Since live streaming was introduced on LinkedIn a few years ago, it’s been steadily growing more popular. And at the end of 2021, the platform added features to make live streaming more user-friendly and accessible. You still need to be approved by LinkedIn before going live, however. Once you get that approval, try these optimization tips to make the most of your LinkedIn live videos.
1. Makes a series of live videos
Many successful LinkedIn streamers run a weekly show where they discuss industry trends, interview guests, and more. Whether you have a recurring live show in place or tend to go live more sporadically, one way to attract viewers and keep them tuned in is with series-based content. Choose a big topic like social media management and separate it into multiple sessions, covering a different sub-topic on each one. You can encourage people to tune in for next week’s edition and tell viewers who missed previous ones to go back and re-watch the recordings.
2. Only go live once per day
Going live regularly helps audience building and engagement, but you don’t want to go live too often. LinkedIn recommends limiting your live videos to one per day so you don’t bother your followers too much.
3. Take advantage of video metrics
It’s hard to optimize live videos without data. After you’ve been live enough times, take a look at your metrics and run some tests to see what works. Three important metrics are:
- Drop-off point: Look for a point in your live video when the most viewers tune out. This may tell you if you need to shorten your video.
- Drop-off rate: If a large chunk of your audience doesn’t stay for the whole stream, it could be a hint that your content doesn’t resonate with them.
- Total viewers: If your number of total viewers seems low, consider rewriting the introductory text or video description. This text is what appears to followers when they receive a notification about your live video. It shouldn’t exceed 150 characters.
4. Make 10- to 15-minute videos
LinkedIn prefers content that is long enough for users to engage with but not so long that it takes up too much of users’ time. The sweet spot is ten to 15 minutes. You can go longer, but make sure your live video delivers value, and keep engagement up by interacting with your viewers.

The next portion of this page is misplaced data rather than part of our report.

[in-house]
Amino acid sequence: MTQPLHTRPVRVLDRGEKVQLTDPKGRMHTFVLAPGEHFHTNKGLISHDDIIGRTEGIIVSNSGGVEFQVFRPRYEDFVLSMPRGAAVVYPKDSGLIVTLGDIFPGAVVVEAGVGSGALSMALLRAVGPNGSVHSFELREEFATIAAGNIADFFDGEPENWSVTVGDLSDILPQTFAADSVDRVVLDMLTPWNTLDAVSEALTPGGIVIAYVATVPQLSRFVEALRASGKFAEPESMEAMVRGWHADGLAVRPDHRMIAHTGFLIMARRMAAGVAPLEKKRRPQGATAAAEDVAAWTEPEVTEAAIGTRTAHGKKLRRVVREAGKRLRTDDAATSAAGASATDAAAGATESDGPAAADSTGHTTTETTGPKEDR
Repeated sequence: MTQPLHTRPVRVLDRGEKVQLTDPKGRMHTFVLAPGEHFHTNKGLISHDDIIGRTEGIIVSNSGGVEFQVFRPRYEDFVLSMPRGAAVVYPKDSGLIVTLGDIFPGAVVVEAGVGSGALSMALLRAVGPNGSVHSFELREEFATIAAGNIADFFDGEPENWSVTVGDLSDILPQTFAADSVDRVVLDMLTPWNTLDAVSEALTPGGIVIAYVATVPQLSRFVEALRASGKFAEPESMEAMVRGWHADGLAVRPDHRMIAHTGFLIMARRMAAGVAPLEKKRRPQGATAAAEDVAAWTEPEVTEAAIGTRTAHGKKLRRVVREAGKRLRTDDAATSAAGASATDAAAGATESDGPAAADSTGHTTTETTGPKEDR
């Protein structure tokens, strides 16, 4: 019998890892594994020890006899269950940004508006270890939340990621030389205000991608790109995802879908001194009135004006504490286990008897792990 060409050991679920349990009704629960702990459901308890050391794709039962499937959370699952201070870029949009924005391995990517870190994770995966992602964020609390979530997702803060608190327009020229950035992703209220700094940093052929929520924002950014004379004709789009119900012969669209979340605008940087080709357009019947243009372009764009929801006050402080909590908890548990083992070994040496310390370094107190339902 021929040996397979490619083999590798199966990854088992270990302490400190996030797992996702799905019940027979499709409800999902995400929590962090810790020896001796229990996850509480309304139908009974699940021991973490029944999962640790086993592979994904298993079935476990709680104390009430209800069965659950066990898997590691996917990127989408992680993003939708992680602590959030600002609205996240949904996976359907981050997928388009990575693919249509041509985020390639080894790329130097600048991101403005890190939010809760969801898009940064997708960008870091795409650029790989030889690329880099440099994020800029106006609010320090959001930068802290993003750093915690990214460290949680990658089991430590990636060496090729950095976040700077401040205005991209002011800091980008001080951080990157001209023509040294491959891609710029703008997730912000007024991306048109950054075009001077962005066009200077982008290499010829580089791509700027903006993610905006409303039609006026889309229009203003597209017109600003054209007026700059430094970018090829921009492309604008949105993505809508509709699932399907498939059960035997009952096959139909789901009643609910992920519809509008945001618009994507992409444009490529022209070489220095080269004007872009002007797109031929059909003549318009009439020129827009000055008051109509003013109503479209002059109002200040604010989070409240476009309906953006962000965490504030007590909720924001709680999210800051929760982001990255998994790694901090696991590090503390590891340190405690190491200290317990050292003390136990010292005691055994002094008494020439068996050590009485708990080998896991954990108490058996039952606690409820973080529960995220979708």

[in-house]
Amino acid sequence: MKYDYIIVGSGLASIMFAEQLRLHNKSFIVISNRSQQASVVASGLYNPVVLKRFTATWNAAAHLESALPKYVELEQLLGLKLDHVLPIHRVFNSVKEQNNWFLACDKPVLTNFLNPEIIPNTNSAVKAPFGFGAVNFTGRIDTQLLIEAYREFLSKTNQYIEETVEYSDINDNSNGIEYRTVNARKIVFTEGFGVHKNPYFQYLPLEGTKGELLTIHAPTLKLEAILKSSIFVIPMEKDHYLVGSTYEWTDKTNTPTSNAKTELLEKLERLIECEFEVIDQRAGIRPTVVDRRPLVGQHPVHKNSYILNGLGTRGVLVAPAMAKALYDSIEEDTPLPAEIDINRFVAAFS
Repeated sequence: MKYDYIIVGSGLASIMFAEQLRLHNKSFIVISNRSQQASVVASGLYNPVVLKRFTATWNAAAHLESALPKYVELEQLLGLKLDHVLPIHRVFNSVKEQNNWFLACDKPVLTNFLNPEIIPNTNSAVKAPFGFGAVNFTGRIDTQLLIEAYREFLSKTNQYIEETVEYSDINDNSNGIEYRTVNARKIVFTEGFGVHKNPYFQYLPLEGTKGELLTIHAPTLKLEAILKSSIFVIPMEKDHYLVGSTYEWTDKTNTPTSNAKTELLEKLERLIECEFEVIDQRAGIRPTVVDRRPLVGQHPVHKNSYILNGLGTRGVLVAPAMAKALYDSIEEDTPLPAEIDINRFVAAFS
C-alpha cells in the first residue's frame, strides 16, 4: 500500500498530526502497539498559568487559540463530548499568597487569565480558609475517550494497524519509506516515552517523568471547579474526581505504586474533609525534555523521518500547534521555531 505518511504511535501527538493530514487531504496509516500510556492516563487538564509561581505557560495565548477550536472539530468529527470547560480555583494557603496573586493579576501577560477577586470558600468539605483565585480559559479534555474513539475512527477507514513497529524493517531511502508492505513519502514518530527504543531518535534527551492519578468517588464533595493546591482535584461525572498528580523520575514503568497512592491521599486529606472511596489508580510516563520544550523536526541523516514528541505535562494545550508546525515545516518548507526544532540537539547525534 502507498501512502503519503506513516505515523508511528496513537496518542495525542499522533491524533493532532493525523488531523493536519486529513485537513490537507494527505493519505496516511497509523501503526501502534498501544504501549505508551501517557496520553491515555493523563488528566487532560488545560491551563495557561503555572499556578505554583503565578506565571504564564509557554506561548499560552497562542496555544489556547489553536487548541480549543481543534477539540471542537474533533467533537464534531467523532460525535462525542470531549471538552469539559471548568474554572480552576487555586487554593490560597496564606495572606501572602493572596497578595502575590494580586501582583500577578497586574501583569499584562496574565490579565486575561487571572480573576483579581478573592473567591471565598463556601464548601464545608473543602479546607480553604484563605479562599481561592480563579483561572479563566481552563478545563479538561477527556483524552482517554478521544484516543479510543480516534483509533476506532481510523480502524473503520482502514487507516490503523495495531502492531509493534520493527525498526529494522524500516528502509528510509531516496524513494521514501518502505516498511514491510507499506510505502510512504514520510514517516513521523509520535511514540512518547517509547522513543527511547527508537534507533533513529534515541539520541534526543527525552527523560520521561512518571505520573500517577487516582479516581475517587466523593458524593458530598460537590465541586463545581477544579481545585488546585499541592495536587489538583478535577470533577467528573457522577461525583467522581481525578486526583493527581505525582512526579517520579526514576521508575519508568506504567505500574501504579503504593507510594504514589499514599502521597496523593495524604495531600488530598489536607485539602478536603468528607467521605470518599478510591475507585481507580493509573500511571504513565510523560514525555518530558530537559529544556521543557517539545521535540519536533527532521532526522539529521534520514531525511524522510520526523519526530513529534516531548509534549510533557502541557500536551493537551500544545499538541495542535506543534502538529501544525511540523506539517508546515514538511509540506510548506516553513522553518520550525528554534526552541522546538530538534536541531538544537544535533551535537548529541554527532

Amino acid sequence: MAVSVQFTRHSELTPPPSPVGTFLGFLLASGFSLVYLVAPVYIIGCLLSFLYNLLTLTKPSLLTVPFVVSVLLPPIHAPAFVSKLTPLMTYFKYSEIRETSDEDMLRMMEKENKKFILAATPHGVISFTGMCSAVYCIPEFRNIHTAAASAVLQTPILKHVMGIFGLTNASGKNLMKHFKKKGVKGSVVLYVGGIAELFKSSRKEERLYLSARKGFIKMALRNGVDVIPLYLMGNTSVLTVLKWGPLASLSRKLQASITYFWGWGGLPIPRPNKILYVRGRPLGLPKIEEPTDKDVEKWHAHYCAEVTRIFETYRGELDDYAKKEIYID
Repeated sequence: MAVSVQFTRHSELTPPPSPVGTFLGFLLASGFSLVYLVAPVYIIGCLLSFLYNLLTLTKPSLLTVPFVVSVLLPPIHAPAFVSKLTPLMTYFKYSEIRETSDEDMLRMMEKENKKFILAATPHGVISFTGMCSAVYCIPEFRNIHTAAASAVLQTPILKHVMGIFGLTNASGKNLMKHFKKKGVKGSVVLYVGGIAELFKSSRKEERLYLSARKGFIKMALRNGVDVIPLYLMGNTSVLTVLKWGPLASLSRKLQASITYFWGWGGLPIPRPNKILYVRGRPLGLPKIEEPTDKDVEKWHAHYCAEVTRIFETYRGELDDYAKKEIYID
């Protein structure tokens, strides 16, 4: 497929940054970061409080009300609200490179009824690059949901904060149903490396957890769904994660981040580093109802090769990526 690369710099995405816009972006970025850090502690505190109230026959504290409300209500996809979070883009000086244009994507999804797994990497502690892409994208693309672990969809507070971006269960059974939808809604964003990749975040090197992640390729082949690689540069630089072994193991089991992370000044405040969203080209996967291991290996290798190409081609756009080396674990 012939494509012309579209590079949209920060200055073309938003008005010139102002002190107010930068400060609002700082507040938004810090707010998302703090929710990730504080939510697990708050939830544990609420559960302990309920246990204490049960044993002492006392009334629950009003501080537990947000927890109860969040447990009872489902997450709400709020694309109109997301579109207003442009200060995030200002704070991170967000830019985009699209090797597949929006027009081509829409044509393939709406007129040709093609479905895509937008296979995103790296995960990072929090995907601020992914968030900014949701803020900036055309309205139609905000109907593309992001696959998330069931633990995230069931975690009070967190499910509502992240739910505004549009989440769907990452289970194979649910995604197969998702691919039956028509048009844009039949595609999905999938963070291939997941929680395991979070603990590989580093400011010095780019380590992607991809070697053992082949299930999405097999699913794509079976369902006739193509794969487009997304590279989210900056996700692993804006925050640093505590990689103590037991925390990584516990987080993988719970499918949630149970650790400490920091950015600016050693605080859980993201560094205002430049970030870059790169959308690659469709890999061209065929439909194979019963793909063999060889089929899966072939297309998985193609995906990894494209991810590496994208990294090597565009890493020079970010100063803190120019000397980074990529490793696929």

5. Follow LinkedIn’s live video guidelines
As a professional networking platform, LinkedIn’s community guidelines for live videos differ from those of other social networks. Stick to these guidelines with your live video:
- No heavily branded content: LinkedIn wants live videos to be more educational than promotional, so don’t make yours a long commercial for your product or company.
- No long introduction screens: A common tactic of live streamers is to display an intro screen or countdown timer before the stream starts, giving viewers time to join before you actually begin your content. LinkedIn, however, does not like live videos that have these screens up for too long, so if you use one, keep it under two minutes.
- No unprofessional content: This should be obvious given the type of network LinkedIn is, but don’t create unprofessional content. Keep your videos work- and industry-related, with an emphasis on educating and informing, not entertaining.
- No promoting or selling products for the entire video: Just as you should avoid heavily branded content, refrain from promoting your products too much. You can include a CTA at the beginning or the end, but don’t let promotion take over your stream.
You should also follow LinkedIn’s recommendations concerning live video specs:
- Resolution: 720p
- Aspect ratio: 16:9
- Frame rate: 30 fps
- Video codec: H264
Video SEO marketing might seem overwhelming, but incorporating these strategies into your content is easier than you think. Take it one platform at a time, and eventually, creating fully optimized live videos will be second nature to you.